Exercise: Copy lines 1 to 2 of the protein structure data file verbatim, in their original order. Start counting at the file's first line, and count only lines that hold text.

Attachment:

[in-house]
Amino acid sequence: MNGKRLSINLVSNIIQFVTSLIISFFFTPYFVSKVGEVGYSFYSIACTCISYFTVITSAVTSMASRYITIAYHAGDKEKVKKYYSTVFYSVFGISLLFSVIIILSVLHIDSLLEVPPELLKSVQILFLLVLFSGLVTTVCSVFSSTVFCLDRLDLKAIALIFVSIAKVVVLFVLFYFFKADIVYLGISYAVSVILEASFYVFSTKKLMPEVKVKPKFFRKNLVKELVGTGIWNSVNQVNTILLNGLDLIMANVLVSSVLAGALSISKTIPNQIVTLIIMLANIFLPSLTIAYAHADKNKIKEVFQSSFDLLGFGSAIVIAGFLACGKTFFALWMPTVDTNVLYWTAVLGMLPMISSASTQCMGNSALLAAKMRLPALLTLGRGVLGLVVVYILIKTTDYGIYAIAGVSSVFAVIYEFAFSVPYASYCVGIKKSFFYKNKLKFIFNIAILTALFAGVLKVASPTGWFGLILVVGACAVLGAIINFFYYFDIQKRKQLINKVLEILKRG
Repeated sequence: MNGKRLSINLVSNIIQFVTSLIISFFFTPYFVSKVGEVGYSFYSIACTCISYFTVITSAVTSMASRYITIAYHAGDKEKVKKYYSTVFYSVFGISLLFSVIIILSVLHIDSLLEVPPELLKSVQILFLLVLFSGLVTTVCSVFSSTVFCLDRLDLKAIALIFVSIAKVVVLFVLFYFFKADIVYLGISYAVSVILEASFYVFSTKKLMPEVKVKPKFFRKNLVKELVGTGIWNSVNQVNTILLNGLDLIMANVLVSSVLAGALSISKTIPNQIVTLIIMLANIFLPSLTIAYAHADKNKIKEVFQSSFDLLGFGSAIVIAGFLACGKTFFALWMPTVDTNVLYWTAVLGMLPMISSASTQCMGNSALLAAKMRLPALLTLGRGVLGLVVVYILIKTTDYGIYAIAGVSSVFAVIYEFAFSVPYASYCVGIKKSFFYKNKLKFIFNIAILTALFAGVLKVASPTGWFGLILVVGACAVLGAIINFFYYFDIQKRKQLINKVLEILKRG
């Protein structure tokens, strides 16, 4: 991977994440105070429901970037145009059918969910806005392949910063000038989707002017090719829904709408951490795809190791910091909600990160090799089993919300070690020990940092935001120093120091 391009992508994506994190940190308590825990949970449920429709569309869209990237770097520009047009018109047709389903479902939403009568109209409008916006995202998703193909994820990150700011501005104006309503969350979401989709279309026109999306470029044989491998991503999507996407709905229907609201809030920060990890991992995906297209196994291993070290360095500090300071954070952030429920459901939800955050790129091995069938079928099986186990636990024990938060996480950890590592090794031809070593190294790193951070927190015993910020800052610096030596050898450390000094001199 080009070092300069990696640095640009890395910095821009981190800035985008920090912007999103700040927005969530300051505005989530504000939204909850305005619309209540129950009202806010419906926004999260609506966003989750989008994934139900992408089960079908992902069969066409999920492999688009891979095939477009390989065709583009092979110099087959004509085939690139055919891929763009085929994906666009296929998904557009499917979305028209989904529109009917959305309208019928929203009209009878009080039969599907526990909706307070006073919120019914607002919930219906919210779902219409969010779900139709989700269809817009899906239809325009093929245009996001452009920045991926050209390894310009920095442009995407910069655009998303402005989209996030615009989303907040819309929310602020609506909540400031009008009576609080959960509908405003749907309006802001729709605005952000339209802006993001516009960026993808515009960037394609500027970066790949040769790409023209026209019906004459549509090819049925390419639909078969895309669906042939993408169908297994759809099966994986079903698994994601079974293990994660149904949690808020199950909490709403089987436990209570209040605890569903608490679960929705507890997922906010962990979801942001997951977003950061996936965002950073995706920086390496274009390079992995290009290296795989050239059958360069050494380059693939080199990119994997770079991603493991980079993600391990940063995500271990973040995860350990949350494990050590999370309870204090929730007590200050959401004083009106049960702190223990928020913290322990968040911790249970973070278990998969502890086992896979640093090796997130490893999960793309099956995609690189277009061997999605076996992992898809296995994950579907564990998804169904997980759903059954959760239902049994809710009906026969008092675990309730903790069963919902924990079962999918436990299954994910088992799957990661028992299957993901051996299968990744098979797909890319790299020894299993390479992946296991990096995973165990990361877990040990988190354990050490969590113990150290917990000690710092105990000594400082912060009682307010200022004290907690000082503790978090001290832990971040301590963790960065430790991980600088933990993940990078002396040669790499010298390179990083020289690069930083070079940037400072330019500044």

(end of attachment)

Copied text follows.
[in-house]
Amino acid sequence: MNGKRLSINLVSNIIQFVTSLIISFFFTPYFVSKVGEVGYSFYSIACTCISYFTVITSAVTSMASRYITIAYHAGDKEKVKKYYSTVFYSVFGISLLFSVIIILSVLHIDSLLEVPPELLKSVQILFLLVLFSGLVTTVCSVFSSTVFCLDRLDLKAIALIFVSIAKVVVLFVLFYFFKADIVYLGISYAVSVILEASFYVFSTKKLMPEVKVKPKFFRKNLVKELVGTGIWNSVNQVNTILLNGLDLIMANVLVSSVLAGALSISKTIPNQIVTLIIMLANIFLPSLTIAYAHADKNKIKEVFQSSFDLLGFGSAIVIAGFLACGKTFFALWMPTVDTNVLYWTAVLGMLPMISSASTQCMGNSALLAAKMRLPALLTLGRGVLGLVVVYILIKTTDYGIYAIAGVSSVFAVIYEFAFSVPYASYCVGIKKSFFYKNKLKFIFNIAILTALFAGVLKVASPTGWFGLILVVGACAVLGAIINFFYYFDIQKRKQLINKVLEILKRG